At the off-guard spot is sophomore Wesley Washington (6'3" 170 lbs.), who is on the floor strictly as a defensive player and because he seems to be a "glue guy." Washington is averaging 6.4 PPG and is second on the team with 32 assists (one of only three Beavers that has more assists than turnovers), but he is a very bad shooter. He is averaging 43% from the floor, while all but 9 of his shots this season have been inside the arc. Outside the arc he's 1-9 on the year. Because of Washington's offensive limitations, expect Arron Afflalo to be switched onto Tarver from time to time (making life even more difficult for the freshman). Washington tends to be the second point guard on the team, but he has trouble translating John's vision of what the offense should be onto the floor.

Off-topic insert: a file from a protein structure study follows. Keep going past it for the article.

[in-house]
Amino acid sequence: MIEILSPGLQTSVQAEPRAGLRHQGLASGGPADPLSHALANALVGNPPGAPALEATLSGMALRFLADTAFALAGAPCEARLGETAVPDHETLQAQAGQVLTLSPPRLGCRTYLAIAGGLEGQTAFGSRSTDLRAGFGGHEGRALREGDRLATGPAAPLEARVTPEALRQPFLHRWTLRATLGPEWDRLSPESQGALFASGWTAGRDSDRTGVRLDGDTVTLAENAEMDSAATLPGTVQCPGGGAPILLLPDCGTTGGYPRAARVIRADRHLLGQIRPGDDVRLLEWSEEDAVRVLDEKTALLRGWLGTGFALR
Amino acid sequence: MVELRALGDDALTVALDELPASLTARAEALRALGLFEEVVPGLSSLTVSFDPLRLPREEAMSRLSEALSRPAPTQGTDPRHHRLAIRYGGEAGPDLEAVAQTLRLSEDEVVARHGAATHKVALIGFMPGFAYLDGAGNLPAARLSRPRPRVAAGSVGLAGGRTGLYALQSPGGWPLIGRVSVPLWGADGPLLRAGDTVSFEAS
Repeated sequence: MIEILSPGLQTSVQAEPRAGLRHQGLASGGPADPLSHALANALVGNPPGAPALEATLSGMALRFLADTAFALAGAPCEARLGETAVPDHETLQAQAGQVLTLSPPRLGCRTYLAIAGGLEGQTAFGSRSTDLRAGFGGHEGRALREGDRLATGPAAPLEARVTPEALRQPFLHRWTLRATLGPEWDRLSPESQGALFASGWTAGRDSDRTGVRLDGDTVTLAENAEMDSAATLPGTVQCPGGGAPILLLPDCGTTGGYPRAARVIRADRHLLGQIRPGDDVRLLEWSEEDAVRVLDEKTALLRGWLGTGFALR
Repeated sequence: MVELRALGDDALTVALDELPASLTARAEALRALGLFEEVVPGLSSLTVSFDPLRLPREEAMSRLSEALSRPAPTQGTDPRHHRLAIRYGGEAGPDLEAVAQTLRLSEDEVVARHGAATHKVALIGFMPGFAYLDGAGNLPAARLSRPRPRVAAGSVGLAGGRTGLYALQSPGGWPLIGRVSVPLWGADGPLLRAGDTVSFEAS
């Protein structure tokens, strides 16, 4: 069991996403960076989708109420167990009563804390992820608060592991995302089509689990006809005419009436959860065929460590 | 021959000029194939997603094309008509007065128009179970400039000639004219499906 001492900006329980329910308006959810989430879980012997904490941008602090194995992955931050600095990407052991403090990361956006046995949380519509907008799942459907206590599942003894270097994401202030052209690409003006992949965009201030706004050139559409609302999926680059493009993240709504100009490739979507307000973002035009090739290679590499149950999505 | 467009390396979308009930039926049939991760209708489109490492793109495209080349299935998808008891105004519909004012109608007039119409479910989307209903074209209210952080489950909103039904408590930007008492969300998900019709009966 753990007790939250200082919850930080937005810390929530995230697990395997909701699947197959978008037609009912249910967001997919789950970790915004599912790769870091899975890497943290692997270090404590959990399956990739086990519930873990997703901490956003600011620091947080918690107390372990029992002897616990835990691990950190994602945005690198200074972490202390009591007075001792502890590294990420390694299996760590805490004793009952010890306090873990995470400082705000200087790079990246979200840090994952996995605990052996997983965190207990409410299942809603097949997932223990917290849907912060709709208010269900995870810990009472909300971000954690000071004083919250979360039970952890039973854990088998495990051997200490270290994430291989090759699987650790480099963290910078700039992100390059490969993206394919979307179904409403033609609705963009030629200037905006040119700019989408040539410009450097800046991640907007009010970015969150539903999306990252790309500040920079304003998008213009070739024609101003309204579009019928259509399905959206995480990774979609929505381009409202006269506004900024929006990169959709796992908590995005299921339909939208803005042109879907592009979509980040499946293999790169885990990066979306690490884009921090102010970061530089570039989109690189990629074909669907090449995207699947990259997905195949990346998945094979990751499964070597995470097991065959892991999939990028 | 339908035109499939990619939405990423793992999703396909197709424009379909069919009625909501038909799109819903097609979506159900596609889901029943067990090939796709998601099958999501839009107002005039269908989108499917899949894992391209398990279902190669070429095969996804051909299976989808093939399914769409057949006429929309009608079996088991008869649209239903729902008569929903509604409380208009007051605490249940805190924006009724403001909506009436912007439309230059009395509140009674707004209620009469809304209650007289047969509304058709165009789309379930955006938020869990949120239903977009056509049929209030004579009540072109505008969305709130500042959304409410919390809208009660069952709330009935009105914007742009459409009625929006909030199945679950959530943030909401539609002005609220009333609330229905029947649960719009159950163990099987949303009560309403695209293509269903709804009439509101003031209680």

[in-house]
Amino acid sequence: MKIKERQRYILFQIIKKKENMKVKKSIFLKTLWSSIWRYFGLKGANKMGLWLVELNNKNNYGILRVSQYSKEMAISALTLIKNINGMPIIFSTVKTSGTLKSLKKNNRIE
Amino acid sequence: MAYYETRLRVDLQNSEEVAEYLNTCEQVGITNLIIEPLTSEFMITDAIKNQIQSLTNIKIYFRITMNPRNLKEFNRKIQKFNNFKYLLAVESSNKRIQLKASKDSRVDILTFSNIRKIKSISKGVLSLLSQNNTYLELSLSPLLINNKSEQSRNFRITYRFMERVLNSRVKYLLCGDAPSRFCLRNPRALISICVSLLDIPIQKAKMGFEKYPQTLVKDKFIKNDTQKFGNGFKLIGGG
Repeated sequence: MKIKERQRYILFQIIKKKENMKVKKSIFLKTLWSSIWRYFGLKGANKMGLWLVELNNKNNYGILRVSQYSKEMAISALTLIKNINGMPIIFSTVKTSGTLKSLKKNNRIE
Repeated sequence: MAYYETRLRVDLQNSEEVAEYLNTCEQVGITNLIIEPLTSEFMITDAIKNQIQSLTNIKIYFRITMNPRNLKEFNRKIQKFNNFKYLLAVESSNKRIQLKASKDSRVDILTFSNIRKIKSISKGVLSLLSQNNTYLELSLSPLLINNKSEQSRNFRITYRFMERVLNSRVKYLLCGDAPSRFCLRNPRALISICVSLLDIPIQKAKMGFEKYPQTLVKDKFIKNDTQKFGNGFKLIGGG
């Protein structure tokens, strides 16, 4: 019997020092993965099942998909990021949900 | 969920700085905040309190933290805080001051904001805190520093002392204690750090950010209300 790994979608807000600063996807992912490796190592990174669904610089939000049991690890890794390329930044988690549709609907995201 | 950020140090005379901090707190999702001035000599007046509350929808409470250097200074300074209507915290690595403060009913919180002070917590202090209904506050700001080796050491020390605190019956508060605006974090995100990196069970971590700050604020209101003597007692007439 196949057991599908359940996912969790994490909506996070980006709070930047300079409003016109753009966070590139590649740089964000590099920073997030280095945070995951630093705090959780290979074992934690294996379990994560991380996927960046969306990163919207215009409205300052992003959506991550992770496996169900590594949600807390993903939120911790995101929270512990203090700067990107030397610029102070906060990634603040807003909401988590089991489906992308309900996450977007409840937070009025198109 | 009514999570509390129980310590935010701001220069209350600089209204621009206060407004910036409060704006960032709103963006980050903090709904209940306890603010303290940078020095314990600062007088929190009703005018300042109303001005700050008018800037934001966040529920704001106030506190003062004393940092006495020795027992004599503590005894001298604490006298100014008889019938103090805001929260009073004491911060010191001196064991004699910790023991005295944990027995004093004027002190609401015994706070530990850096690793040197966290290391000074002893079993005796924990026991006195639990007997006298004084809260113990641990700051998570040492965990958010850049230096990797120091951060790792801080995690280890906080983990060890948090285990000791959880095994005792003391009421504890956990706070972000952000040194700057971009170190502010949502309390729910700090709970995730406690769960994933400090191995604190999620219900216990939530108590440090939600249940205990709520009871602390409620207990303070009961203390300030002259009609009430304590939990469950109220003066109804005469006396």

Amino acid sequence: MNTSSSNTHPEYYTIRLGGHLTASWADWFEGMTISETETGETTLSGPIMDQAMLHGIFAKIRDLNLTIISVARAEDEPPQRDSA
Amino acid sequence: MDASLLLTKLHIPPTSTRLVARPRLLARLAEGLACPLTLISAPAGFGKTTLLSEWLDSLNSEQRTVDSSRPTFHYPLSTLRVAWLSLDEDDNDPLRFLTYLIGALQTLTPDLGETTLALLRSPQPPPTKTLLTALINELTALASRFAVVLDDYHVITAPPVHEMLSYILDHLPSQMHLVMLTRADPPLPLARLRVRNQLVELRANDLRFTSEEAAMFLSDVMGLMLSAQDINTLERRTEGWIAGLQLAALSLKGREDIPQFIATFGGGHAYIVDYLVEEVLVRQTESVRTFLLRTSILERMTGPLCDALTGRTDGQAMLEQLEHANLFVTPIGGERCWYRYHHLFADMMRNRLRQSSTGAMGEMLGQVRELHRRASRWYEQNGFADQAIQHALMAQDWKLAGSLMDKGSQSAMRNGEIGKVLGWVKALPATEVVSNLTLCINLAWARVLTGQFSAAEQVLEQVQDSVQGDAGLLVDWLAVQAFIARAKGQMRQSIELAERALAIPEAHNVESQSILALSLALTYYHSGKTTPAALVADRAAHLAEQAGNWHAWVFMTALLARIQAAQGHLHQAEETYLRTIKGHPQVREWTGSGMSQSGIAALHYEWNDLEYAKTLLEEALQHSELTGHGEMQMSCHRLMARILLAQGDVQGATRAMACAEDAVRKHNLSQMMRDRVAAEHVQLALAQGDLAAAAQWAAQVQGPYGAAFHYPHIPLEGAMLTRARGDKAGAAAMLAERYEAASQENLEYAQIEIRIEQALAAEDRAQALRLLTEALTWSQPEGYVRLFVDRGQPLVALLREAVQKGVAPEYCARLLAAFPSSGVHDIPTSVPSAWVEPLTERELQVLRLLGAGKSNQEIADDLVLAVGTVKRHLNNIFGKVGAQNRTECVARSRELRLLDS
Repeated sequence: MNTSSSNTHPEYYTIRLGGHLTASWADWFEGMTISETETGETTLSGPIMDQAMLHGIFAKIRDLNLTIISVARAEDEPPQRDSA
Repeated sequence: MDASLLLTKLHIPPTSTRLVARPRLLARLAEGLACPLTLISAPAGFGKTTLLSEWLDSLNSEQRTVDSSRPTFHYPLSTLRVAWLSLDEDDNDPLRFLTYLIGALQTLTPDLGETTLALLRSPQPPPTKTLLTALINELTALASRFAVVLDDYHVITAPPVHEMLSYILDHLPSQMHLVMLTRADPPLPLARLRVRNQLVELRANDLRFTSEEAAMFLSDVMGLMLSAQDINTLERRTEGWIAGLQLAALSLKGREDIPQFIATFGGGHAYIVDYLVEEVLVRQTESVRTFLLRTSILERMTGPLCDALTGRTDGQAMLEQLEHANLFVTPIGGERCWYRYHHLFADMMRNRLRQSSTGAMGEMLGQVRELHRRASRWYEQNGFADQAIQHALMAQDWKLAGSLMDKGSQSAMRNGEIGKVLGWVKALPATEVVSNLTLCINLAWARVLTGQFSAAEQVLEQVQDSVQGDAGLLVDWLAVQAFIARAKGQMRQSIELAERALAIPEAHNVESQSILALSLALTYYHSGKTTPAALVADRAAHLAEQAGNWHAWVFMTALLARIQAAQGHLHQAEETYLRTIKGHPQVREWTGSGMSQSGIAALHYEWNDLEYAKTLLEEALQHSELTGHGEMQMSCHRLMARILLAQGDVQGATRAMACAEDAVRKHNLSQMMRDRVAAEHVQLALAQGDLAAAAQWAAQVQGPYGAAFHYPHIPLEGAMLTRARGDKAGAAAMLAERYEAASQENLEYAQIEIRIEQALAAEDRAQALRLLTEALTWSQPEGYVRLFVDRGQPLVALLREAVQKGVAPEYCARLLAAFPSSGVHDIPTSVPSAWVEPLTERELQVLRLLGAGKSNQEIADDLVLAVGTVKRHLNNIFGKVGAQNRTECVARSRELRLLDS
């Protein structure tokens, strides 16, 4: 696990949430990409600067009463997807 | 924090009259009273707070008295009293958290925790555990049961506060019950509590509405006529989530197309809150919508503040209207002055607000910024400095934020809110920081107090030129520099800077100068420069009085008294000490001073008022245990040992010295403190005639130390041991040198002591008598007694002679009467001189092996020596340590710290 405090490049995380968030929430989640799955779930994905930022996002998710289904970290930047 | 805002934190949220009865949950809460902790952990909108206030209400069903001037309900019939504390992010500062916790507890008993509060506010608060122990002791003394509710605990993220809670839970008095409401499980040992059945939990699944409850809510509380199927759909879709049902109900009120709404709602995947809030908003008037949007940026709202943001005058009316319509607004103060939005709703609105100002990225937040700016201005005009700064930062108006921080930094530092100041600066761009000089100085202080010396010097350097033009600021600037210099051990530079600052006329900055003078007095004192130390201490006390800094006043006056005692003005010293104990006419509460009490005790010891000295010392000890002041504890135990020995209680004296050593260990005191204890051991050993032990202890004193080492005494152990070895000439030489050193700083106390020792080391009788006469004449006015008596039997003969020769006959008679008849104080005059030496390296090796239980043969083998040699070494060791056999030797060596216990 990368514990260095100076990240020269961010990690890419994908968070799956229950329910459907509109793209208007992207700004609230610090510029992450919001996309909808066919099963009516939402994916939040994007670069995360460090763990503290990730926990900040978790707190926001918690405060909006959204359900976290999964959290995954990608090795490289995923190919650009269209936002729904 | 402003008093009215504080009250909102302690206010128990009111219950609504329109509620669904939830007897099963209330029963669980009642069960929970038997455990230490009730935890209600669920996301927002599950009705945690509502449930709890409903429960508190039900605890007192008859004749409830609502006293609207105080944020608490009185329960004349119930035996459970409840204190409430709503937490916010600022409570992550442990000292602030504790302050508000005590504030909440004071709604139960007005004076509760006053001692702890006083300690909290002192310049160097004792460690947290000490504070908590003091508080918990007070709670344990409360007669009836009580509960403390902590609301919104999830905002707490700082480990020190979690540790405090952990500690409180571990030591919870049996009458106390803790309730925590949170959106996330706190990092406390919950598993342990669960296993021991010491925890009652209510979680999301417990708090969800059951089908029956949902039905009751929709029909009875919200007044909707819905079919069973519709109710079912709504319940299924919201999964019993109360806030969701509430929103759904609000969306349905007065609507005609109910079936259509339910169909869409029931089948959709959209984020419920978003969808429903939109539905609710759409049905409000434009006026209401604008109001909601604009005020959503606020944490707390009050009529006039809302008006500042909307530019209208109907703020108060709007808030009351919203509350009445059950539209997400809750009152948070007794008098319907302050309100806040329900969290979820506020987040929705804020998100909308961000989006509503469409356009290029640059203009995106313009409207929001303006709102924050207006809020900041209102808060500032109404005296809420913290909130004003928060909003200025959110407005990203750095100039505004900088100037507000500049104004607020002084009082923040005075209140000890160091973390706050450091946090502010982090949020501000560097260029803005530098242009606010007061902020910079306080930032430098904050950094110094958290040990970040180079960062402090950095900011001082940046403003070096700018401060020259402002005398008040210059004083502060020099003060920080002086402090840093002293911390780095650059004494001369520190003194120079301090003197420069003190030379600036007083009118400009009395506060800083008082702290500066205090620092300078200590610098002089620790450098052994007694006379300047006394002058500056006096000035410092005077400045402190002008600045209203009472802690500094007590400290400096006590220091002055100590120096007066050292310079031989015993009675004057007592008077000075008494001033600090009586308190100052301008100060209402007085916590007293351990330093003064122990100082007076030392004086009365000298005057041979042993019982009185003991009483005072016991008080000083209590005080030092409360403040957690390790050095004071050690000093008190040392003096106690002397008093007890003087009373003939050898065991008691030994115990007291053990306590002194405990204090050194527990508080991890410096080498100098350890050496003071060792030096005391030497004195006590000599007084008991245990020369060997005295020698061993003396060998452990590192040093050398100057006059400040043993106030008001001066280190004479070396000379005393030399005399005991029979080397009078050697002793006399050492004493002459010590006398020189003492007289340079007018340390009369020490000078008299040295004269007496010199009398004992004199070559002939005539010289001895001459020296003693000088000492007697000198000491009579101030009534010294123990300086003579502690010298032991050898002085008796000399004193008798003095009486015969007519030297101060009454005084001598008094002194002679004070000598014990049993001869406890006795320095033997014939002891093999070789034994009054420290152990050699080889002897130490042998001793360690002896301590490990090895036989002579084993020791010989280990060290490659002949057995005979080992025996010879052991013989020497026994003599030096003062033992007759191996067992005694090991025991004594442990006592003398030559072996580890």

Off the bench the Beavers have four players who are averaging in double figures in minutes. Junior Angelo Tsagaraki (6'3" 195 lbs.) is averaging over 10 MPG and was supposed to have an increased role this season, but his shooting is still poor (27% from the floor and 26% from behind the arc), especially for a player who is supposed to be a zone-buster. He didn't play against Oregon last weekend and I haven't been able to find out if it was a coach's decision or if he was hurt. Sophomore Jack McGillis (6'6" 210 lbs.) and freshman Seth Tarver (6'5" 205 lbs.) essentially play the same position but have different roles. McGillis is the shooter while Tarver is the athlete. McGillis is averaging 45% on his threes this year and is the one real three-point threat that the Beavers possess. His floor time has been going up recently. The younger Tarver is a slasher and a solid defender. His minutes have been decreasing recently. It really will depend on what John thinks he needs in determining which get the significant back-up minutes at the wing. Finally, senior Michael Johnson (6'5" 230 lbs.) spells the players up front. He is an efficient rebounder, averaging 2.7 RPG in only 11 MPG, but offensively and at the line he is a liability.